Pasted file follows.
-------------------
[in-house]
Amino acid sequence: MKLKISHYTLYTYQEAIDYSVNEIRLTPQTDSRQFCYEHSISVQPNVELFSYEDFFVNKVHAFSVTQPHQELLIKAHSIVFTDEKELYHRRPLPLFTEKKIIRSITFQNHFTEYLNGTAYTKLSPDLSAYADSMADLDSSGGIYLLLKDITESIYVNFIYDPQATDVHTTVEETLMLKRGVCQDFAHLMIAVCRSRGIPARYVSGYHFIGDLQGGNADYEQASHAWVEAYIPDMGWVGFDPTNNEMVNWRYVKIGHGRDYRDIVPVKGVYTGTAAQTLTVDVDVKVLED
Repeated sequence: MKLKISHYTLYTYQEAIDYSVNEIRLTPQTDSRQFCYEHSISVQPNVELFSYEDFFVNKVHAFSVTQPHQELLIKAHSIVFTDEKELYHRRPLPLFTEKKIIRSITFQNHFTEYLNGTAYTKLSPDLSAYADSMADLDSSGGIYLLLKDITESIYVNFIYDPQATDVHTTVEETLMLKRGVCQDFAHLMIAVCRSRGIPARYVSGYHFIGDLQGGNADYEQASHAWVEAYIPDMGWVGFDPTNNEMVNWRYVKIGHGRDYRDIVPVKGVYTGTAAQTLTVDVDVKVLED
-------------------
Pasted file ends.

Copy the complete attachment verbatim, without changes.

[in-house]
Amino acid sequence: MKLKISHYTLYTYQEAIDYSVNEIRLTPQTDSRQFCYEHSISVQPNVELFSYEDFFVNKVHAFSVTQPHQELLIKAHSIVFTDEKELYHRRPLPLFTEKKIIRSITFQNHFTEYLNGTAYTKLSPDLSAYADSMADLDSSGGIYLLLKDITESIYVNFIYDPQATDVHTTVEETLMLKRGVCQDFAHLMIAVCRSRGIPARYVSGYHFIGDLQGGNADYEQASHAWVEAYIPDMGWVGFDPTNNEMVNWRYVKIGHGRDYRDIVPVKGVYTGTAAQTLTVDVDVKVLED
Repeated sequence: MKLKISHYTLYTYQEAIDYSVNEIRLTPQTDSRQFCYEHSISVQPNVELFSYEDFFVNKVHAFSVTQPHQELLIKAHSIVFTDEKELYHRRPLPLFTEKKIIRSITFQNHFTEYLNGTAYTKLSPDLSAYADSMADLDSSGGIYLLLKDITESIYVNFIYDPQATDVHTTVEETLMLKRGVCQDFAHLMIAVCRSRGIPARYVSGYHFIGDLQGGNADYEQASHAWVEAYIPDMGWVGFDPTNNEMVNWRYVKIGHGRDYRDIVPVKGVYTGTAAQTLTVDVDVKVLED